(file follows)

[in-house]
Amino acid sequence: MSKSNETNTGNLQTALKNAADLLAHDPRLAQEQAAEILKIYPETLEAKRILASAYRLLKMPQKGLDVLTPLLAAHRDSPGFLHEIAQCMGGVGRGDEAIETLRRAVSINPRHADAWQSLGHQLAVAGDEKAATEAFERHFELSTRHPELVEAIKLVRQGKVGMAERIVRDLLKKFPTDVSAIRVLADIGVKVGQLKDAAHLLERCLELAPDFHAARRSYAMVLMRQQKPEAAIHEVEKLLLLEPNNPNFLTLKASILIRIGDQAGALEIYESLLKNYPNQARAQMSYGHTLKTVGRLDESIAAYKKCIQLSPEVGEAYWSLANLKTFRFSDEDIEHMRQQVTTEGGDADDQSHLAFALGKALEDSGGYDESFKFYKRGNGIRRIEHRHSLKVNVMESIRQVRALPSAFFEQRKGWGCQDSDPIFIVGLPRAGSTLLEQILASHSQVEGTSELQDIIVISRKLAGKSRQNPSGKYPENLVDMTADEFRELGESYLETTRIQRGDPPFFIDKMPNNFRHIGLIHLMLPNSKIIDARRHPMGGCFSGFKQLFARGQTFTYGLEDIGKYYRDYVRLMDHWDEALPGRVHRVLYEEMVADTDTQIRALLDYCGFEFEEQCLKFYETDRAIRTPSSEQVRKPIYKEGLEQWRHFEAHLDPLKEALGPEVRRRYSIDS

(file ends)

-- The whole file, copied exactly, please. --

[in-house]
Amino acid sequence: MSKSNETNTGNLQTALKNAADLLAHDPRLAQEQAAEILKIYPETLEAKRILASAYRLLKMPQKGLDVLTPLLAAHRDSPGFLHEIAQCMGGVGRGDEAIETLRRAVSINPRHADAWQSLGHQLAVAGDEKAATEAFERHFELSTRHPELVEAIKLVRQGKVGMAERIVRDLLKKFPTDVSAIRVLADIGVKVGQLKDAAHLLERCLELAPDFHAARRSYAMVLMRQQKPEAAIHEVEKLLLLEPNNPNFLTLKASILIRIGDQAGALEIYESLLKNYPNQARAQMSYGHTLKTVGRLDESIAAYKKCIQLSPEVGEAYWSLANLKTFRFSDEDIEHMRQQVTTEGGDADDQSHLAFALGKALEDSGGYDESFKFYKRGNGIRRIEHRHSLKVNVMESIRQVRALPSAFFEQRKGWGCQDSDPIFIVGLPRAGSTLLEQILASHSQVEGTSELQDIIVISRKLAGKSRQNPSGKYPENLVDMTADEFRELGESYLETTRIQRGDPPFFIDKMPNNFRHIGLIHLMLPNSKIIDARRHPMGGCFSGFKQLFARGQTFTYGLEDIGKYYRDYVRLMDHWDEALPGRVHRVLYEEMVADTDTQIRALLDYCGFEFEEQCLKFYETDRAIRTPSSEQVRKPIYKEGLEQWRHFEAHLDPLKEALGPEVRRRYSIDS